Cash Is “Crashing” From Stocks – Is The Stock Market Set Up To Crash?

Note: Add consumer confidence measurements to the list below: Consumer Confidence Tumbles By The Most In 5 Years. (link)

There is a growing divergence right now between the upward movement in the S&P 500 and the flow of cash out of the stock market – click to enlarge:

SPX Cash

The graph was sourced from Business Insider and you’ll notice that they’ve highlighted the obvious divergence between stocks (red line) and stock market cash flows (blue line). However I thought it was interesting to note that in the two previous incidences of divergence between the two metrics – noted by the black boxes added by me – they eventually converged back into correlation. You’ll also note that it seems that the direction of cash flows “pulls” the direction of stocks.

Obviously the current divergence is now extreme. If this is resolved with the stock market once again getting “pulled” in the direction of cash flows…well you can figure out the conclusion.

Perhaps what’s most interest to me is that it would appear that cash is “crashing” out of the stock market. I have been arguing that the underlying fundamentals of the economy are beginning to crash. We are seeing this with nearly every economic report now, especially non-Government produced reports. The phrase “worst decline since 2008/2009” in reference to economic data has become pandemic.

Interestingly, the “crash” in cash from the stock mirrors the crash in a lot of charts we are seeing of underlying fundamental economic indicators like oil, lumber, Baltic Dry Index, new orders placed with manufacturers and, of course, retail sales.

It’s hard to say when the stock market and cash flows will re-converge, it’s even harder to predict in which direction the convergence will occur – i.e. cash flowing back in (likely injected by the Fed) or stocks crashing – but I would suggest that if this divergence continues, with stocks moving higher and cash leaving stocks, the Fed has greater control over our markets than anyone outside of the elitist circles understands – and that’s a truly frightening prospect.

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12 thoughts on “Cash Is “Crashing” From Stocks – Is The Stock Market Set Up To Crash?

  1. question: when we use term flow–is that purely stock being sold? or, how do futures play into this metric of flow.

    in theory could the “public” be selling stocks and that gets measured as flow, but if the fed is buying futures that does not get measured as flow.

  2. Hm, as for your concluding speculation, I wouldn’t QUITE agree – not long term anyway – that it’s a “frightening prospect”, because the power of the Fed to do so is inherently self-limiting and inexorably self-destructive.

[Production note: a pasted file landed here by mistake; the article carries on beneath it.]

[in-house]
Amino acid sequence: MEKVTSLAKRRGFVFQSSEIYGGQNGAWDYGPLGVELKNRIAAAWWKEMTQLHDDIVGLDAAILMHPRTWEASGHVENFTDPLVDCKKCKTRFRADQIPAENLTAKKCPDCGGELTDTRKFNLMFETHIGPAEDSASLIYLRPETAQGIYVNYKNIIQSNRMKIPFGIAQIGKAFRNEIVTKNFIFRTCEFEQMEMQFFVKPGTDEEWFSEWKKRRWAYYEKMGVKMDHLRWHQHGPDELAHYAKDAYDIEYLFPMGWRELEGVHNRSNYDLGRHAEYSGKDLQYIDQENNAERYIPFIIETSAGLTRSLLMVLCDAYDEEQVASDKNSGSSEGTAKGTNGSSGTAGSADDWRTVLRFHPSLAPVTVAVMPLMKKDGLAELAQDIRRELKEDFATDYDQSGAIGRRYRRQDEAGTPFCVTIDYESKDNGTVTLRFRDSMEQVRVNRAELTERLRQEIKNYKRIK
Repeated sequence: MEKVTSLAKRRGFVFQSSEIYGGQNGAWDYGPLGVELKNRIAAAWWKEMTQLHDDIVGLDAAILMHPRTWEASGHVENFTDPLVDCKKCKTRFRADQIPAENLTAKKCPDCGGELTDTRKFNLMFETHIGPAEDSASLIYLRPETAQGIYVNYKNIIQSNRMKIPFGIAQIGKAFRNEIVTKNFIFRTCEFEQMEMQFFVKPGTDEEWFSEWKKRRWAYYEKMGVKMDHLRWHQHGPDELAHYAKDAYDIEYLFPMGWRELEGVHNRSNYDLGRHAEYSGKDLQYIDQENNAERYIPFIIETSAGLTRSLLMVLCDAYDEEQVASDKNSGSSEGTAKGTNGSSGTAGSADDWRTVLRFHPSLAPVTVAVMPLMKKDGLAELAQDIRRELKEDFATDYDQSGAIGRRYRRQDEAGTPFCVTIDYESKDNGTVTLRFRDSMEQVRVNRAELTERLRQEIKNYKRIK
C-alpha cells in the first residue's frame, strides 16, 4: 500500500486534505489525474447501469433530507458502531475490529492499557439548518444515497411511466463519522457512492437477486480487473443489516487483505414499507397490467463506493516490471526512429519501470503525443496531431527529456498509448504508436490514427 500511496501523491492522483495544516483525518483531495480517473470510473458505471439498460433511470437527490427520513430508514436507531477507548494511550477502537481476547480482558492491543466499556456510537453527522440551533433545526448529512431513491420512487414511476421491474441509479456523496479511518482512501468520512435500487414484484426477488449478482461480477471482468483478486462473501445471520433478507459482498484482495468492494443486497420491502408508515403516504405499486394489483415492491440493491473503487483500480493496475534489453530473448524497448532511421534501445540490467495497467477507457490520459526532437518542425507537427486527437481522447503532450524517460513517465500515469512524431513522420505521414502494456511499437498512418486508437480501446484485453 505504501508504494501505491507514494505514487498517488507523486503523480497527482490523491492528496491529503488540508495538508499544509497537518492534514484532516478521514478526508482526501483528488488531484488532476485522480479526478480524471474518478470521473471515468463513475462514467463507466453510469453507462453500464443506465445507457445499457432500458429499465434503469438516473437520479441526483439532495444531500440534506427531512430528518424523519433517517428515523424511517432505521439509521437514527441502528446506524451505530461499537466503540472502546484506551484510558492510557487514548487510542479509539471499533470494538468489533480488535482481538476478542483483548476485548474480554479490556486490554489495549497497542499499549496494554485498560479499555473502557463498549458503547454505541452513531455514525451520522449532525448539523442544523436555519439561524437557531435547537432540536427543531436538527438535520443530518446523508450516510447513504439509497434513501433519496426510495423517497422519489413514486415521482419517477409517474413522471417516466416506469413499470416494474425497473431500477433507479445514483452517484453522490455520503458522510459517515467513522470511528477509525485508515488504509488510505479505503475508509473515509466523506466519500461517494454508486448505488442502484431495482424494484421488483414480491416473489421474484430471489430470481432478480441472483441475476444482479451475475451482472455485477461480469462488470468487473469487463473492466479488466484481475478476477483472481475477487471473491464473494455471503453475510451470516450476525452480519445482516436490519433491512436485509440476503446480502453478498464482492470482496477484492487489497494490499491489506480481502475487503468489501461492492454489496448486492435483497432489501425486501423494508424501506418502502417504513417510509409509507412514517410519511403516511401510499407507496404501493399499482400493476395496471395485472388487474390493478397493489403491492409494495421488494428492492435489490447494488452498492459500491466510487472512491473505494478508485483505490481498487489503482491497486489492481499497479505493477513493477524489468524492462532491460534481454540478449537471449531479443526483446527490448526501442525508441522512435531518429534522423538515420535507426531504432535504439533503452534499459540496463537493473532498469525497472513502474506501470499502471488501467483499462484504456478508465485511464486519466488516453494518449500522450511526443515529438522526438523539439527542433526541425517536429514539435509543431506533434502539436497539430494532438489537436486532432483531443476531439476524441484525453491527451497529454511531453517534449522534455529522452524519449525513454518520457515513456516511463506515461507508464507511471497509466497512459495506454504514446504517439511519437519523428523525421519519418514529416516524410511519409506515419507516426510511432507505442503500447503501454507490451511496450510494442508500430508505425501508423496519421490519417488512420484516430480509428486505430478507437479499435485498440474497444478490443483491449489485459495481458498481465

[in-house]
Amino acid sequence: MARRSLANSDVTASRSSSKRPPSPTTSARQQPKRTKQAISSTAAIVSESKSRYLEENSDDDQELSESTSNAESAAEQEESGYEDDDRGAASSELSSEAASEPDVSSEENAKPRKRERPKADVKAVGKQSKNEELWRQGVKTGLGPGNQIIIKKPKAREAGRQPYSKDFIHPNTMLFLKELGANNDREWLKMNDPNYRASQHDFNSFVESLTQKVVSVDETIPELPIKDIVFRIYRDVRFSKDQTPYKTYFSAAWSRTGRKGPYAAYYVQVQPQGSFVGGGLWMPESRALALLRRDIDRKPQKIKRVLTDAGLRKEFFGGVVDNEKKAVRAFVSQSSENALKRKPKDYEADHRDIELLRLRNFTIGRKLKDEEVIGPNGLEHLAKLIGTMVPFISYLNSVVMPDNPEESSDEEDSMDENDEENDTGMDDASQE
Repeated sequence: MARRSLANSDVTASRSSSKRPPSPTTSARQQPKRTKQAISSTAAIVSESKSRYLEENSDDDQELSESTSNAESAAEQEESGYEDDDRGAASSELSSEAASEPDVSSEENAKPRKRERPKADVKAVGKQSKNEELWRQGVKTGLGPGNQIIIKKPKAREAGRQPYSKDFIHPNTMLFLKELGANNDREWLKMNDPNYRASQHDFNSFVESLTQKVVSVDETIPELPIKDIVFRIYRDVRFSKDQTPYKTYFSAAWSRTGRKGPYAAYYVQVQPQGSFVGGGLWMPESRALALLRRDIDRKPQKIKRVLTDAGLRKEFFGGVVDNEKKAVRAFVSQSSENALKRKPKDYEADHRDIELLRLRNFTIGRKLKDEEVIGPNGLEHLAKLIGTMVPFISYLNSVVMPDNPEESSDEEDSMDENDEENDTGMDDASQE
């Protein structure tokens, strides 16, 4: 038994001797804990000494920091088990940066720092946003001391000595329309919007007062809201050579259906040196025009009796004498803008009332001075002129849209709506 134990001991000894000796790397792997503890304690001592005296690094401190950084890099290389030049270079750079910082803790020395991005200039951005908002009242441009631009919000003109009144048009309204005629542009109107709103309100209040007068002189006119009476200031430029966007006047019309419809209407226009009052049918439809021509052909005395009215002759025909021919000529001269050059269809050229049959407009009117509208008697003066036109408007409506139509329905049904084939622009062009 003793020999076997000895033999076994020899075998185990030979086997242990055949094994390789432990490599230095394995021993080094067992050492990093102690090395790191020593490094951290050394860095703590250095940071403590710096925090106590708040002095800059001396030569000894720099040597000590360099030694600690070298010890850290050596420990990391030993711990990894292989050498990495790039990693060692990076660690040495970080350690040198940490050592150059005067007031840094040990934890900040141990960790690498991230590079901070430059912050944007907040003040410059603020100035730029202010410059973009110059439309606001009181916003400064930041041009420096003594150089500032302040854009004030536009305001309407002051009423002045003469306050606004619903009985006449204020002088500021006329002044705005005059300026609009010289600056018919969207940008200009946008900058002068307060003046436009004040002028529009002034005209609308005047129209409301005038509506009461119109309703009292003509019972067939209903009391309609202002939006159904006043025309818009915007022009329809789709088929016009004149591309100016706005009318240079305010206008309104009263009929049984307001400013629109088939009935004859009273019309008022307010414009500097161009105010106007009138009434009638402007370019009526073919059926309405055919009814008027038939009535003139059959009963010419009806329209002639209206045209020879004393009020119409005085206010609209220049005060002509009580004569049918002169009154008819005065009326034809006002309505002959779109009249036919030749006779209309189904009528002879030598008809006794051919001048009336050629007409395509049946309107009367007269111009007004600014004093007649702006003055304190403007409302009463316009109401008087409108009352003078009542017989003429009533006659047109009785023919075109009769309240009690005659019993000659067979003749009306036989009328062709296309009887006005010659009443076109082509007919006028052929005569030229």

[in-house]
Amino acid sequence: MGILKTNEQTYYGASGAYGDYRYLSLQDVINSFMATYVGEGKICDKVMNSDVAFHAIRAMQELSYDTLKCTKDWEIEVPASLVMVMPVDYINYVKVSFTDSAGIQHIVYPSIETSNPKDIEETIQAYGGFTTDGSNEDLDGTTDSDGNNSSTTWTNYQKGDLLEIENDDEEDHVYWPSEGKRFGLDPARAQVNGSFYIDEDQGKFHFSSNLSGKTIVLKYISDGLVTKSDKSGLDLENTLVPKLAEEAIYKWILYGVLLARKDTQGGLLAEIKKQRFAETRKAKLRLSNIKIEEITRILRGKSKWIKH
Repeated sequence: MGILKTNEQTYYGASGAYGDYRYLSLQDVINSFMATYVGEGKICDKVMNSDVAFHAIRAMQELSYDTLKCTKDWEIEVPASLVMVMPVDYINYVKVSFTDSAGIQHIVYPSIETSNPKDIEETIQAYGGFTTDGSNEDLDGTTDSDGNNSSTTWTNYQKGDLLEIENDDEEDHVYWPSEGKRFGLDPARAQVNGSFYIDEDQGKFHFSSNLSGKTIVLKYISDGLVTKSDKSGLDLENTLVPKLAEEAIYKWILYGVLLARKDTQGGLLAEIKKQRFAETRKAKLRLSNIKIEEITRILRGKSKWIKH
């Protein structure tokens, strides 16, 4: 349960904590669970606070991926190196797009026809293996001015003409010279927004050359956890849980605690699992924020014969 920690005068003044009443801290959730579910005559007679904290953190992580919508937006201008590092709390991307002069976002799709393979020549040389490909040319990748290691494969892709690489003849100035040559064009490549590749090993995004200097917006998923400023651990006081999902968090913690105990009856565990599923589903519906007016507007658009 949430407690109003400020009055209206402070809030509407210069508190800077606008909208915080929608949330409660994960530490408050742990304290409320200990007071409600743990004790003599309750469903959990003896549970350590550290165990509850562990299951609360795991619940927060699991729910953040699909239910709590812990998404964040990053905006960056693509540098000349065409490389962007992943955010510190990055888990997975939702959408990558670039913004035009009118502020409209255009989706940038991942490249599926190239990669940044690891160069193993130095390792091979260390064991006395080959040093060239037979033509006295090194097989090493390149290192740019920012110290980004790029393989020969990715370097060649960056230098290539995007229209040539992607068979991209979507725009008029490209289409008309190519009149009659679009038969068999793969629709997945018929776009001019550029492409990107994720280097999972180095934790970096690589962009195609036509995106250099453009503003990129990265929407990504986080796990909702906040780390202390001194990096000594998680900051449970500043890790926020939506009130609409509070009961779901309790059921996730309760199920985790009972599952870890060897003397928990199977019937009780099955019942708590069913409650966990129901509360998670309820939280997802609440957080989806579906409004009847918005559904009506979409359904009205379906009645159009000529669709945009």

HOWever, your latter speculation, if true, MIGHT corroborate recent speculations about the state counterfeiters’ aspirations to abolish cash altogether, to transition from monetary based valuations to TOTAL state-controlled valuations…

    …which is exactly what Lenin attempted – but failed – to do.

    1. Ya – interestingly, I think the rise rents is over. Denver is now saturated with rental buildings and every
      single building – brand new and older – is now offering 1 month free as a move-in incentive.

  3. Dave, These rental situations really vary state to state, city to city. If you look at Chicago
    or New York, not much is being given away. I guess the population saturation has not
    yet overtaken Denver yet. I have been shopping rentals Reno to the Rockies. The prices
    for the upscale properties seem to holding. Most will negotiate if you are willing to commit
    for two years. I do think that from here into the next 6 to 12 months deals will get better
    as most people are running out of cash and credit.

    1. First, 1 in 4 people in Chicago are “still deeply underwater” on their mortgages I will be addressing that. The upper end is holding up because there is not much in the way of transactions going on. Sure every MSA has it’s own peculiarities, but in general the housing ship is sinking across the country.

      Let’s not forget there’s a massive portfolio of “buy to rent” portfolios that big investment funds are looking to start unloading. That is a Mt. Everest sized avalanche of “shadow inventory.” I’ve been meaning to write about this issue but have not had the time:

      There’s a lot more going than “Wolf” addresses and I will be publishing on that shortly.

    1. Depends on how far of a drop you define as “a crash.” 20%? 30%? If you remove the Fed’s intervention from the equation, there is a giant air pocket underneath the stock market. The HFT algo programs would dump shares so quickly that the market would have to be shut down temporarily. Were you trading the day in 2010 when the Dow dropped 1000 points intra-day? The current set-up would cause that day to look like a civilized tea party.

      1. That’s a good point. The HFT’s will move the markets quickly. Since they added the circuit breakers it does reduce volatility somewhat, they added those after the flash crash.

  4. This is not really too surprising given that the pending rate hikes will cause big money to start shifting out of equities for the time being. What is frustrating is how we have no clear indication or timeline and yet, conflicting sources constantly report both sides of the issue. It makes it tough to trade around the volatility in the broader indexes. It’s like a band aid, just rip it off and get it over with so we can move on. Nobody likes to trade in limbo!

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